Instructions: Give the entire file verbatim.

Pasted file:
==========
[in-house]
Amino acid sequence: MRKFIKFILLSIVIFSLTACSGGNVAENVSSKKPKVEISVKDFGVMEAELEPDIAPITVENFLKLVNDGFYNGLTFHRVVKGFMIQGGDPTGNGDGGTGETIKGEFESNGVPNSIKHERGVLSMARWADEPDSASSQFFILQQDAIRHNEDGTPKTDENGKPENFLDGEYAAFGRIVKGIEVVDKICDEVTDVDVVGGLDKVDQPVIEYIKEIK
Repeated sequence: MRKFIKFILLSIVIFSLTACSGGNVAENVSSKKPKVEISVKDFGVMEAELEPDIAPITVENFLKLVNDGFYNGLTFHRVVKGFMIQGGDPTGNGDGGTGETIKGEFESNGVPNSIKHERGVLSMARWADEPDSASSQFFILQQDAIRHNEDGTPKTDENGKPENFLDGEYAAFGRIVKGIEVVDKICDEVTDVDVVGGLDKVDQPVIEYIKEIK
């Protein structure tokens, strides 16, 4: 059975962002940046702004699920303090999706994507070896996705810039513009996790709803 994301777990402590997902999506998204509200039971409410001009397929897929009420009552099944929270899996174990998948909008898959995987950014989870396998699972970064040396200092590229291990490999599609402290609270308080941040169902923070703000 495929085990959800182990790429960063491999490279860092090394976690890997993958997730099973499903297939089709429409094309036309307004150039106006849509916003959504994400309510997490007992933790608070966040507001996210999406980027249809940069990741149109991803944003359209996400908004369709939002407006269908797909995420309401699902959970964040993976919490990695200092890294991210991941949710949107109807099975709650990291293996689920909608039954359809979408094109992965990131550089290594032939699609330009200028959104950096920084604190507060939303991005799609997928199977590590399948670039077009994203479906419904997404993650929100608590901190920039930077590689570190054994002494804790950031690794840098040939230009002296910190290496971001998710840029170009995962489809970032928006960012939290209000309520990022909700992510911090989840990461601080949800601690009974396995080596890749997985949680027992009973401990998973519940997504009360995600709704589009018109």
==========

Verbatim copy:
[in-house]
Amino acid sequence: MRKFIKFILLSIVIFSLTACSGGNVAENVSSKKPKVEISVKDFGVMEAELEPDIAPITVENFLKLVNDGFYNGLTFHRVVKGFMIQGGDPTGNGDGGTGETIKGEFESNGVPNSIKHERGVLSMARWADEPDSASSQFFILQQDAIRHNEDGTPKTDENGKPENFLDGEYAAFGRIVKGIEVVDKICDEVTDVDVVGGLDKVDQPVIEYIKEIK
Repeated sequence: MRKFIKFILLSIVIFSLTACSGGNVAENVSSKKPKVEISVKDFGVMEAELEPDIAPITVENFLKLVNDGFYNGLTFHRVVKGFMIQGGDPTGNGDGGTGETIKGEFESNGVPNSIKHERGVLSMARWADEPDSASSQFFILQQDAIRHNEDGTPKTDENGKPENFLDGEYAAFGRIVKGIEVVDKICDEVTDVDVVGGLDKVDQPVIEYIKEIK
């Protein structure tokens, strides 16, 4: 059975962002940046702004699920303090999706994507070896996705810039513009996790709803 994301777990402590997902999506998204509200039971409410001009397929897929009420009552099944929270899996174990998948909008898959995987950014989870396998699972970064040396200092590229291990490999599609402290609270308080941040169902923070703000 495929085990959800182990790429960063491999490279860092090394976690890997993958997730099973499903297939089709429409094309036309307004150039106006849509916003959504994400309510997490007992933790608070966040507001996210999406980027249809940069990741149109991803944003359209996400908004369709939002407006269908797909995420309401699902959970964040993976919490990695200092890294991210991941949710949107109807099975709650990291293996689920909608039954359809979408094109992965990131550089290594032939699609330009200028959104950096920084604190507060939303991005799609997928199977590590399948670039077009994203479906419904997404993650929100608590901190920039930077590689570190054994002494804790950031690794840098040939230009002296910190290496971001998710840029170009995962489809970032928006960012939290209000309520990022909700992510911090989840990461601080949800601690009974396995080596890749997985949680027992009973401990998973519940997504009360995600709704589009018109």